This does mean less weight, though, and Mazda says this choice helps the car emit as little CO2 as possible over its full lifecycle. A range-extender version is also coming in 2021, using a small petrol engine to recharge the battery while driving.

Does it live up to the high hopes, moving Mazda into the electric age? We couldn't wait to find out in our Mazda MX-30 review.

Vauxhall Mokka-e, £30,540

Vauxhall Mokka-e electric car

Vauxhall is going all-out in its electric assault, with the Mokka the latest in its lineup to get the treatment - our car experts have had a First Look at it in advance of our full test-lab review.

It's the most important electric model in Vauxhall's range yet, with small crossover SUVs now a clear favourite among family car buyers.

This all-new generation sees sharp new exterior styling and vibrant colours, and offers 136hp, with a 50kWh battery pack claiming to give a solid range of 201 miles.

But does the Mokka-e really stand out for the right reasons? Our experts give their initial impressions in our First Drive Vauxhall Mokka-e review.

Petrol and diesel cars on test

We've put some of the latest conventionally-fuelled cars through their paces, including the Renault Megane, the latest Dacia Sandero - the UK's cheapest new car - and its crossover variant the Sandero Stepway. Both Sanderos also have unusual bi-fuel versions to consider.

And finally, if regular motorway driving means you're still a diesel fan, take a look at our verdict on the all-new Golf GTD diesel hot hatch.

Dacia Sandero, £7,995

Dacia Sandero car

The Dacia Sandero's call to fame may be that it's the cheapest new car to buy, but with a new fuel combination as its secret weapon and a host of upgrades, the all-new 2021 version aims to make rival Skodas look like daylight robbery rather than bargains.

You'd hardly believe the price from the flashy new looks and upgraded interior. Those on not-too-tight a budget can happily consider the Comfort trim for enhanced onboard tech, including an eight-inch touchscreen. It's the top-end trim but still only costs £11,595, well below rival cars such as the entry-level £15,673 Ford Fiesta.

The bi-fuel option purports to save you even more by reducing running costs. It combines a 1.0-litre three-cylinder engine with two separate fuel tanks, as the car can run on both petrol and LPG (liquefied petroleum gas). LPG is about half the cost of petrol, promising a big return over time.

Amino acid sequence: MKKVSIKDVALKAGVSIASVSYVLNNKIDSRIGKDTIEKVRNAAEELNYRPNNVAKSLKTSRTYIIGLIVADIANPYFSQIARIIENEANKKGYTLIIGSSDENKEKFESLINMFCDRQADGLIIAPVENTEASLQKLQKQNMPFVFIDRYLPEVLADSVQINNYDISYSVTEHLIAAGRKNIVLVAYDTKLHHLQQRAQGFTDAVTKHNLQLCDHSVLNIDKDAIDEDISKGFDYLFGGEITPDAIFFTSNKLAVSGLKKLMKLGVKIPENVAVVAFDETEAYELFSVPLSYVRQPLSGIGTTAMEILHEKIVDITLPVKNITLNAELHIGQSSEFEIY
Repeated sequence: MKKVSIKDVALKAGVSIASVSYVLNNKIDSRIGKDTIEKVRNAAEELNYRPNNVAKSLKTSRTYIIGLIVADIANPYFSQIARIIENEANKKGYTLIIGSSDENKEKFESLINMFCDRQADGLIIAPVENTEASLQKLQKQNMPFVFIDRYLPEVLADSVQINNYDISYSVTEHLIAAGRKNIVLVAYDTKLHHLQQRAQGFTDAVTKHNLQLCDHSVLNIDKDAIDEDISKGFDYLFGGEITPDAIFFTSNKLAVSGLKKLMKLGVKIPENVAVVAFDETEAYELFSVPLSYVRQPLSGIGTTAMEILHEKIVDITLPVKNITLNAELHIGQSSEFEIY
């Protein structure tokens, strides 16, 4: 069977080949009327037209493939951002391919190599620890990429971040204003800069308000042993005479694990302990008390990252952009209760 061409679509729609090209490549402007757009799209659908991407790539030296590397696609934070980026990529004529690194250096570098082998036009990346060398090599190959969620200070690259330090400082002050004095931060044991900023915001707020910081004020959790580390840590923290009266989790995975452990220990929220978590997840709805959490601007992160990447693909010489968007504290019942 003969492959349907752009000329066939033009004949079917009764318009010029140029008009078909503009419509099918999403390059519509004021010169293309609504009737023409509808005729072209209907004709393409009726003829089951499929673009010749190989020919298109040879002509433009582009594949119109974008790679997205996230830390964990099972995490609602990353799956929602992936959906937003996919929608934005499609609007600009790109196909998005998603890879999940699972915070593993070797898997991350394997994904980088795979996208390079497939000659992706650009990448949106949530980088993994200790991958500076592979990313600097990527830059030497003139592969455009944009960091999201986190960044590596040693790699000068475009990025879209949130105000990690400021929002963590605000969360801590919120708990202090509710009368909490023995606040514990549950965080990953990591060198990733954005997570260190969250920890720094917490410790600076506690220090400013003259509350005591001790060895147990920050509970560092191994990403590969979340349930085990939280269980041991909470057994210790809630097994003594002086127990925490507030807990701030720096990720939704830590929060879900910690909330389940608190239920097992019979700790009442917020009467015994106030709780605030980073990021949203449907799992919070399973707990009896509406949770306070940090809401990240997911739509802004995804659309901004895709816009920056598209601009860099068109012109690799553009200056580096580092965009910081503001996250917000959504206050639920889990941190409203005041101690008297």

Unfortunately though, the car's Euro NCAP safety rating lets the side down. If you have a crash, the car does a good job at protecting its occupants. However, new cars also have active safety equipment aiming to prevent or mitigate accidents, and this is where the Sandero comes up short.

Autonomous emergency braking system AEB

Euro NCAP exposed that the Sandero's autonomous emergency braking system isn't able to detect vulnerable road users, such as cyclists or pedestrians.

This is a real shame, and means that, despite the promise, the Sandero and Sandero Stepway (its crossover variant) will be Don't Buy cars when they come back from our test lab.

In the meantime, read more in our First Drive Dacia Sanderoand Sandero Stepway reviews. For more about how good the bi-fuel engine is, see our dedicated First Drive Dacia Sandero Stepway Bi-Fuel review.

Renault Megane, £19,283

Renault Megane car

In 2020 Renault gave its stylish fourth-generation Megane, first launched in 2016, a fresh facelift, with parking sensors and a rear-view camera now coming as standard across the range.

It's remarkably well equipped; even the entry-level Iconic trim offers a staggering amount of tech, including a 7-inch touchscreen infotainment system, dual-zone climate control, DAB radio, Bluetooth connectivity, keyless entry, automatic lights and wipers and sat nav - and, to top it all off, a Bose sound system.

Not only is there a choice of a petrol or diesel engine, but a plug-in hybrid option is coming later this year as well.

Our experts give the definitive verdict in our Renault Megane review. For more performance, consider the Megane RS hot hatch (reviewed separately).

Volkswagen Golf GTD, £32,845.00

Volkswagen Golf GTD diesel car

The Volkswagen Golf is so popular it's now more of a fleet of models than a single car. Even fans of its high-performance guises are spoilt for choice, with the petrol-powered GTI, hybrid GTE and now this diesel hot hatch.

The GTD offers an eye-popping 200hp of power, while also promising reasonable fuel economy of 54.3mpg - that should make it a great choice for motorway drivers, provided it lives up to the claim.

Our tests show the best new diesels have impressively low emissions - but is this one of them? Our professionals put it to the test in our Volkswagen Golf GTD review.